U.S. markets closed
  • S&P Futures

    4,167.50
    -8.75 (-0.21%)
     
  • Dow Futures

    34,013.00
    -68.00 (-0.20%)
     
  • Nasdaq Futures

    14,002.00
    -27.50 (-0.20%)
     
  • Russell 2000 Futures

    2,255.00
    -4.00 (-0.18%)
     
  • Crude Oil

    62.81
    -0.32 (-0.51%)
     
  • Gold

    1,777.70
    -2.50 (-0.14%)
     
  • Silver

    26.05
    -0.06 (-0.21%)
     
  • EUR/USD

    1.1973
    -0.0007 (-0.06%)
     
  • 10-Yr Bond

    1.5730
    +0.0430 (+2.81%)
     
  • Vix

    16.25
    -0.32 (-1.93%)
     
  • GBP/USD

    1.3824
    -0.0016 (-0.11%)
     
  • USD/JPY

    108.7010
    -0.0820 (-0.08%)
     
  • BTC-USD

    56,239.78
    -5,062.85 (-8.26%)
     
  • CMC Crypto 200

    1,398.97
    +7.26 (+0.52%)
     
  • FTSE 100

    7,019.53
    +36.03 (+0.52%)
     
  • Nikkei 225

    29,683.37
    +40.67 (+0.14%)
     

Insider Buys Vector Group's Stock

  • Oops!
    Something went wrong.
    Please try again later.
Benzinga Insights
·2 min read
  • Oops!
    Something went wrong.
    Please try again later.

 

Shares of Vector Group Inc (NYSE:VGR) rose by 4.08% from the previous closing price. A Form 4 filing filed with the SEC on Wednesday, January 20 showed that EVP COO Lampen Richard bought 15,000 shares at an average price of $12.10. The transaction moved the executive's stake in Vector Group Inc. to 443,986 shares.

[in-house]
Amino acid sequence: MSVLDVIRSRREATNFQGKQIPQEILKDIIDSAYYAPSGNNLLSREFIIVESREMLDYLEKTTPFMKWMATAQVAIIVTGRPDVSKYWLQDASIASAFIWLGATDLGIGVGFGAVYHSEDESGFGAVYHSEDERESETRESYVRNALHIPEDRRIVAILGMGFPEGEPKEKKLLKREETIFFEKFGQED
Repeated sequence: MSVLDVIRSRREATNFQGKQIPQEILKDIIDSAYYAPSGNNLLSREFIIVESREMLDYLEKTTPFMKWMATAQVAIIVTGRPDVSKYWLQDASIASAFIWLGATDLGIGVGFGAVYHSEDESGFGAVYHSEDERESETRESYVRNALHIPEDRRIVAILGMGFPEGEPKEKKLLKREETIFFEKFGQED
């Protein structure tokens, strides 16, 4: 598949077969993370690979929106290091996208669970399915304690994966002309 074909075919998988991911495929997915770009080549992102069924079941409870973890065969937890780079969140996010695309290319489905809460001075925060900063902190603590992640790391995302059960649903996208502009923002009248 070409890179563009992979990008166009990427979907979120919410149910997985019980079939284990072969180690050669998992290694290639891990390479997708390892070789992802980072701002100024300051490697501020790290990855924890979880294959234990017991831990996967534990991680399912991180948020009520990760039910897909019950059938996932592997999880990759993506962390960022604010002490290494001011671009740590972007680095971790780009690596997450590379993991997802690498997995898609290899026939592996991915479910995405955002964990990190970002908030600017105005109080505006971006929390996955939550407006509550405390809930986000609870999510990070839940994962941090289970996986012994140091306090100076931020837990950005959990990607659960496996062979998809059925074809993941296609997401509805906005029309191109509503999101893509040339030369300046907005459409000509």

Why Insider Transactions Are Important?

While transactions from an insider shouldn't be used as the sole item to make an investment or trading decision, an insider buying or selling stock in their company can be a good added factor that leads to more conviction in a decision.

Insiders buying stock after a notable sell off can indicate an insider's long-term belief in the success of the company; insiders buying stock at new highs can be an indication the exec doesn't feel the stock is overvalued. Insiders who sell stock at new lows could be anticipating some capitulation moment. If the insider sells at new highs, it could point to the intention to "take some profit" and "lock in a gain."

Important Transaction Codes

Investors prefer focusing on transactions which take place in the open market, indicated in the Form 4 with codes P for purchase and S for sale. If the transaction was an open-market transaction, that means that the insider made a concious decision for the company's stock moving forward.

Transaction codes besides P or S aren't relatively important as they are seldom tied to a decision by the executive. For example, transaction code A is indicative of an insider being forced to sell shares to attain compensation. Moreover, transaction code C indicates the conversion of an option.

See more from Benzinga

© 2021 Benzinga.com. Benzinga does not provide investment advice. All rights reserved.